Rue St Jean du Perot is filled with charming restaurants and cafes that are all vying for your business. I had an outstanding and great value lunch at La Fleur de Sel.
I visited La Fleur de Sel for Sunday lunch and enjoyed a 3-course lunch for just 23 euros – great value. I started with half a dozen fresh local oysters followed by the fish of the day, monkfish. The fish was lightly grilled in a creamy sauce.
Dessert was a highlight – La Fleur de Sel’s signature caramel mousse dessert.
9. Visit La Rochelle Market
I am a sucker for a local farmer’s market – I just love visiting them. Yes, I am a bit obsessed with food but I also think the local market can provide a real insight into how people genuinely live in that town that goes beyond what can be generally experienced by a tourist.
I loved La Rochelle’s market. It takes place in a 19th-century hall in heart of the old town. It was established in 1834 when it was a meat market. The market is known for its high-quality seafood and there is a lot of it on offer.
There were many oysters on offer at La Rochelle market but I was guided to Huitres Roumegous (in the actual hall towards the back). This stall is now being run by the 7th generation of the family so they now their oysters. If it isn’t too busy they will shuck their oysters on the spot and you can enjoy them.
The biggest oyster is known as number one and the smallest number five. But do remember that flavour and size don’t necessarily have a correlation when it comes to oysters. I even tried my first ever green oyster at Roumegous. It did taste like any other oyster but it looked pretty.
There are many cafes lining the sides of the market hall building. This is said to be a spot frequented by locals and it is a great place to enjoy a coffee on a sunny morning.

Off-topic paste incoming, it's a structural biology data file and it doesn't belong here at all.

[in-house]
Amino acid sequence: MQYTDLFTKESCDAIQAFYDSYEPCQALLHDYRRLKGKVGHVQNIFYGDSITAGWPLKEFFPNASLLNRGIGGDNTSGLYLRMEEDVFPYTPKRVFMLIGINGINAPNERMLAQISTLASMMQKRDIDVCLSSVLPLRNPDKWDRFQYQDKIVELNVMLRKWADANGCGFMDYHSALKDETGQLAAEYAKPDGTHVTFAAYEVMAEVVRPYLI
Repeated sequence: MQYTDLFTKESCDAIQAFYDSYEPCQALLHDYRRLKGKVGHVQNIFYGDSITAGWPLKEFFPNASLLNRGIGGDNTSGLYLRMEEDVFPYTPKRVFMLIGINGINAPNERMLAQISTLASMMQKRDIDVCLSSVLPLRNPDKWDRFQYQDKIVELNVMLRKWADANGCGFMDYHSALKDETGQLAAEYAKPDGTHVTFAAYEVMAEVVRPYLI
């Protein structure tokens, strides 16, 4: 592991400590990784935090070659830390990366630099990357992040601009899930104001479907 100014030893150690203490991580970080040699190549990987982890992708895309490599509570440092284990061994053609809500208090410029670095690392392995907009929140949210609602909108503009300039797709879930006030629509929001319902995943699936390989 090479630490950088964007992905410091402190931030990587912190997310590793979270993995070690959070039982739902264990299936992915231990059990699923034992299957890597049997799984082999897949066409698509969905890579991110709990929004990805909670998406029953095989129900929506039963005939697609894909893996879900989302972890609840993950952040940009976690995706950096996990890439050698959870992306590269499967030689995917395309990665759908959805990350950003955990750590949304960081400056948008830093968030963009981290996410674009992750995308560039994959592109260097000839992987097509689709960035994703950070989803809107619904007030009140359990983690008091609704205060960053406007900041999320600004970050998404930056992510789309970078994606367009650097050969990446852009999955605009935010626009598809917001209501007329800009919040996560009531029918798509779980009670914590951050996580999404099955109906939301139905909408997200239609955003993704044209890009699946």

10. Cycle around La Rochelle
The best way to explore La Rochelle and the surrounding area is by bike. There are cycle paths all around and through La Rochelle. And if you head to the coast you can cycle south or north along the sea as far as the eye can see. This is also how the locals get around.
I would highly recommend taking a bicycle tour of La Rochelle. I learnt so much about the town during my tour. La Rochelle created the first pedestrian zone in France in 1975. Their very forward-thinking mayor brought in “yellow bicycles” eg bikes for easy hire – far ahead of cities like London.
I also discovered that La Rochelle has a beautiful park, Parc Charryer, which even has an animal garden with deers, ducks, peacocks and long-haired donkeys. Long haired donkeys were popular in La Rochelle when it was rich with salt mines.
Salt producers had to put trousers on their long-haired donkeys as the mosquitos would attack their long hair and when the donkeys scratched themselves to relieve the itch they would spill the salt. Thus the trousers! I would never have known this if I hadn’t gone on the cycling tour!
Where to Stay in La Rochelle